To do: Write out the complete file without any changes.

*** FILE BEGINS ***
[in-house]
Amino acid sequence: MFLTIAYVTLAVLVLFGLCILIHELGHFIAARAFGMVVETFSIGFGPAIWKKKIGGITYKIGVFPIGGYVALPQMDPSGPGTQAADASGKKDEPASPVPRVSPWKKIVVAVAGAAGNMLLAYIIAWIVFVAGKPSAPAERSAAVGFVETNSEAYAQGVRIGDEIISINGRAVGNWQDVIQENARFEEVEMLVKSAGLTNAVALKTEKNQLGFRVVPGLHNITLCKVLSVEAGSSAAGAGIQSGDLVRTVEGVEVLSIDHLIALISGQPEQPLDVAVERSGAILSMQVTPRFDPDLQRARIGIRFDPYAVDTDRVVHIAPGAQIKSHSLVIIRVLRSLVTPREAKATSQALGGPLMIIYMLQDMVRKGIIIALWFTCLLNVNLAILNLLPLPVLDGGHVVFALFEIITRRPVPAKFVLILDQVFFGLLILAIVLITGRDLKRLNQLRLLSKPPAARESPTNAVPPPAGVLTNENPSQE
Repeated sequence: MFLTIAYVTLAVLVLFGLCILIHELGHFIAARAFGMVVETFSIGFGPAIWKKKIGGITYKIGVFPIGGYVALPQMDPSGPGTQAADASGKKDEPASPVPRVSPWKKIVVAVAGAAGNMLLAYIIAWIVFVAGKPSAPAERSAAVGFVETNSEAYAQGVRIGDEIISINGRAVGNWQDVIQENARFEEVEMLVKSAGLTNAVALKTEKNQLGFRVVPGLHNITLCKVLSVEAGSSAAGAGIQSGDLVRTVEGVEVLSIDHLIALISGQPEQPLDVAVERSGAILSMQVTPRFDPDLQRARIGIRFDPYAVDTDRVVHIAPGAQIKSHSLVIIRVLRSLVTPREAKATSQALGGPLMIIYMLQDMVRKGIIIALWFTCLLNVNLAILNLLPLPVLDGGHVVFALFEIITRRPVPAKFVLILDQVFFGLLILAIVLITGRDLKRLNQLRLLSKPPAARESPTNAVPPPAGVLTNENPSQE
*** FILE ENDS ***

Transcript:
[in-house]
Amino acid sequence: MFLTIAYVTLAVLVLFGLCILIHELGHFIAARAFGMVVETFSIGFGPAIWKKKIGGITYKIGVFPIGGYVALPQMDPSGPGTQAADASGKKDEPASPVPRVSPWKKIVVAVAGAAGNMLLAYIIAWIVFVAGKPSAPAERSAAVGFVETNSEAYAQGVRIGDEIISINGRAVGNWQDVIQENARFEEVEMLVKSAGLTNAVALKTEKNQLGFRVVPGLHNITLCKVLSVEAGSSAAGAGIQSGDLVRTVEGVEVLSIDHLIALISGQPEQPLDVAVERSGAILSMQVTPRFDPDLQRARIGIRFDPYAVDTDRVVHIAPGAQIKSHSLVIIRVLRSLVTPREAKATSQALGGPLMIIYMLQDMVRKGIIIALWFTCLLNVNLAILNLLPLPVLDGGHVVFALFEIITRRPVPAKFVLILDQVFFGLLILAIVLITGRDLKRLNQLRLLSKPPAARESPTNAVPPPAGVLTNENPSQE
Repeated sequence: MFLTIAYVTLAVLVLFGLCILIHELGHFIAARAFGMVVETFSIGFGPAIWKKKIGGITYKIGVFPIGGYVALPQMDPSGPGTQAADASGKKDEPASPVPRVSPWKKIVVAVAGAAGNMLLAYIIAWIVFVAGKPSAPAERSAAVGFVETNSEAYAQGVRIGDEIISINGRAVGNWQDVIQENARFEEVEMLVKSAGLTNAVALKTEKNQLGFRVVPGLHNITLCKVLSVEAGSSAAGAGIQSGDLVRTVEGVEVLSIDHLIALISGQPEQPLDVAVERSGAILSMQVTPRFDPDLQRARIGIRFDPYAVDTDRVVHIAPGAQIKSHSLVIIRVLRSLVTPREAKATSQALGGPLMIIYMLQDMVRKGIIIALWFTCLLNVNLAILNLLPLPVLDGGHVVFALFEIITRRPVPAKFVLILDQVFFGLLILAIVLITGRDLKRLNQLRLLSKPPAARESPTNAVPPPAGVLTNENPSQE